Freight cars look the more realistic when time and care is taken to weather them, as well as adding loads. It is exciting to make them yourself, and even when you buy them from the hobby shop, cargo looks much better when repainted and weathered too. Loads are important too.
Even in an empty wagon like this one, pastel and chalk dust brushed onto the plank boards inside the wagon gives us a clue that this car has carried coal, or quarry gravel, or what have you.
So here we go for the flat cars. These lumber piles are made from scratch by cutting lengths of balsa wood, and using Elmer's white glue to piece them together with the smaller supporting planks.
Using this technique, you can make loads of lumber for any car you want, using different lengths of balsa, more or less stacked together, and made into smaller sizes for vehicles and smaller cars, or really large sizes for bigger cars! The small load of pipes were made from spare cardboard tubes I found. Any spare part from your plastic kit you want to throw away can be a key element to add interest on your layout!
These crates are made from textured card-stock. I was inspired to create these from looking at Preiser spare parts and loads in my Walther's Catalog! It is amazing what you can create from what little you might have lying in the cupboards of your art studio or in your home! I made sure they were decorated with small stamped stencils drawn with pen, and small colored labels made from copy paper and bits of spare card. Some I made open with foam for packaging, or loaded with something like spare track pins as ties to display the load they carry on a dock or platform. It takes a little time, about a half and hour or so for me, but very easy to make.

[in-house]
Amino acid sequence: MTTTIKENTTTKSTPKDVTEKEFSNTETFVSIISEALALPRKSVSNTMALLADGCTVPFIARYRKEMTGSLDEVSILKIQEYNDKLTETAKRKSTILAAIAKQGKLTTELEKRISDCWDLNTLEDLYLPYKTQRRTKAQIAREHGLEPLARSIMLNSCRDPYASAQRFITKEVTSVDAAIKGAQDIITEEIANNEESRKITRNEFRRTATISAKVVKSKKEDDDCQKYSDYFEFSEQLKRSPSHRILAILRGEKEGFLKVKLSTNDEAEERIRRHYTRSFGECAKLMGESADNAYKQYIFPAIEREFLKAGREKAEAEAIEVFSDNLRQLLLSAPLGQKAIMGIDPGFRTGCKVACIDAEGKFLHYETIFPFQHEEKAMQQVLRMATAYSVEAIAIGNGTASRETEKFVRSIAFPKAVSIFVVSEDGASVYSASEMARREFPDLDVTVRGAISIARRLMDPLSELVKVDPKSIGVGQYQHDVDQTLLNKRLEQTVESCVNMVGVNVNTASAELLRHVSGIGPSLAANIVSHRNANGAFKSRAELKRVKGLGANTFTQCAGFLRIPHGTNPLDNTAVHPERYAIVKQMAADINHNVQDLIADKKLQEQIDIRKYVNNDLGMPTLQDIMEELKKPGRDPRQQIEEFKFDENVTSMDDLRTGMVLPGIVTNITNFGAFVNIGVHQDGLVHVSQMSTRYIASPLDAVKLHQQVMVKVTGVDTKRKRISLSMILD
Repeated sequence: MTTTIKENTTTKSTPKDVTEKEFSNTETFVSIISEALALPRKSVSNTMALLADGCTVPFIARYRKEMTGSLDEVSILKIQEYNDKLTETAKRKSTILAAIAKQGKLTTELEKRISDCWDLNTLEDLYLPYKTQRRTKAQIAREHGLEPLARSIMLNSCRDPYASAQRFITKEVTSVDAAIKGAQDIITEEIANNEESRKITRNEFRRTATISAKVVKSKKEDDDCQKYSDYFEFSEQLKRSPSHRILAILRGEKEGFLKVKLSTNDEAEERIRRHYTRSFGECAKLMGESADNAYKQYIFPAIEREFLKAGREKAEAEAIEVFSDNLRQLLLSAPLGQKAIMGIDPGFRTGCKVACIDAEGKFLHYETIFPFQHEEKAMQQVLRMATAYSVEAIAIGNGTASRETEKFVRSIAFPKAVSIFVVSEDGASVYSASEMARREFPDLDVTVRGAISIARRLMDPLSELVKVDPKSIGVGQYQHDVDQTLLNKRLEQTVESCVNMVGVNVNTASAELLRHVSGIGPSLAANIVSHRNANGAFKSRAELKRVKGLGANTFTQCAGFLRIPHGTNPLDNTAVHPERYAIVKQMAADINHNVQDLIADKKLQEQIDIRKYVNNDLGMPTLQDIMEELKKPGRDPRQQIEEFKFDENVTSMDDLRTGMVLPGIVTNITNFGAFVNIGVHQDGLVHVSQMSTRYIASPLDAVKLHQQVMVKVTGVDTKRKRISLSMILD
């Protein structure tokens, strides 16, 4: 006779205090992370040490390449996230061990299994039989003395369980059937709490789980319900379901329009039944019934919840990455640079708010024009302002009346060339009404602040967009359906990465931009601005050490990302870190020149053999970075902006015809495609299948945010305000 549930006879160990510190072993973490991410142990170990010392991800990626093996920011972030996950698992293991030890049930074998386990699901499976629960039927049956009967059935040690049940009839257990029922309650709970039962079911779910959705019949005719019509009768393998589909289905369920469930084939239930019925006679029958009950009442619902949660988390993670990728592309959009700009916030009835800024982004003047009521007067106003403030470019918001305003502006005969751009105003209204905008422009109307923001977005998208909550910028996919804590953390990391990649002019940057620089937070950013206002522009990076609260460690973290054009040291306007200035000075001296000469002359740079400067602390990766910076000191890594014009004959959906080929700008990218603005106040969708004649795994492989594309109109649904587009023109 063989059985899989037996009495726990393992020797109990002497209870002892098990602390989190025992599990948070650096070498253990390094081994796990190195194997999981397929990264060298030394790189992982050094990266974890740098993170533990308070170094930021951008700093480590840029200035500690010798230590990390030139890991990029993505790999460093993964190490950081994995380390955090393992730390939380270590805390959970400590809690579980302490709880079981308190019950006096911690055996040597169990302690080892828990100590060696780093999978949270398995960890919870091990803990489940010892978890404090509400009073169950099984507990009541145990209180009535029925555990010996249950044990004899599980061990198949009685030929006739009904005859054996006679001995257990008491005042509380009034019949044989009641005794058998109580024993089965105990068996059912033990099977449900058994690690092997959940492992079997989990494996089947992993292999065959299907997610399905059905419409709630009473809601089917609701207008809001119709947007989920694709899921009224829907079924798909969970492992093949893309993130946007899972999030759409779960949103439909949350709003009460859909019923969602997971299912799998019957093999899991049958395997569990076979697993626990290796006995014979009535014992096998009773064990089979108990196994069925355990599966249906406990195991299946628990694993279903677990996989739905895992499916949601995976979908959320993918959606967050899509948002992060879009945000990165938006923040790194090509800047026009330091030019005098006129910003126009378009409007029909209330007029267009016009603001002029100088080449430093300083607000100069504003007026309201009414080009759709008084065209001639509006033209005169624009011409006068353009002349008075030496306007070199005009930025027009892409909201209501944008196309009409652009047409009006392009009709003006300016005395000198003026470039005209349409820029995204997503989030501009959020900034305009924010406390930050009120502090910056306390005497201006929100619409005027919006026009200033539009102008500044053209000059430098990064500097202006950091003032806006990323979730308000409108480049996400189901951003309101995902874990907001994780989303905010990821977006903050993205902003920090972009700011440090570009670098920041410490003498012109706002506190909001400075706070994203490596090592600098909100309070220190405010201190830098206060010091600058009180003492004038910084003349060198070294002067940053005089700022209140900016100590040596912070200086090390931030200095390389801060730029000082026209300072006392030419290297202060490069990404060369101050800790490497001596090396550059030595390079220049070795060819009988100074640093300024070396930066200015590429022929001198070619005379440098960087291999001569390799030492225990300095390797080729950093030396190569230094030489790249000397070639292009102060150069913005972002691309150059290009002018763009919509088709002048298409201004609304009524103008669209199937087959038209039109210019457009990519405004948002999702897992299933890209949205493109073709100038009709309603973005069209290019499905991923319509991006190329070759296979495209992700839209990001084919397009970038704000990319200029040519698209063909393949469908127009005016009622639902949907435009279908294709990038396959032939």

Finally here are a cluster of covered machinery from Chooch Enterprises. Painting can enhance shadows and lighting effects in addition to wear and tear as well! I painted them using light gray acrylic, then lightly brushed them using the same paint mixed with white to bring out the folds of the tarp. I might also slam dunk them in a mixture of equal parts of water and india ink to enhance the shadow, and a little grime.
There's loads for you!
Monday, June 3, 2013
Here is the Watermill on Thomas' Branchline. This was always a well-known scene on Sodor, and so I wanted to recreate the diorama for my model railway to take photographs and film.
Here my green afghan quilt is used for grass. The hills are made with spare wood planks, pieces and boards placed underneath, with cardboard boxes to make the shapes. As nothing is permanent, this is a great method for me as I can change the scene to how I want it to look. I could rearrange the Woodland Scenics trees or the rocks until I am happy with the final finished scene. Bushes are spare Woodland Scenics ground foam, and the water is a sheet of plexiglass.
I built the watermill and the bridge from scratch using textured card stock paper, cutting the pieces with scissors, assembled with glue and Scotch tape, and weathered them using acrylic paint.
In this picture I recreated the scene for Percy's Ghostly Trick episode, using a large office light with a blue fluorescent bulb for the moonlight, and a small LED light taped inside the watermill to light the interior. I made the window panes from scratch, with clear plastic for the window glass so I could make this beautiful effect for this scene.
This was one of my favorite scenes on the Thomas show, and it wasn't to difficult to model. It took me about a half and hour to set everything up, and then I filmed the scenes I wanted to capture from the episodes. It is really fun to learn how the modelling team on the Thomas show made their sets, and it is great practice as a model railroader, too.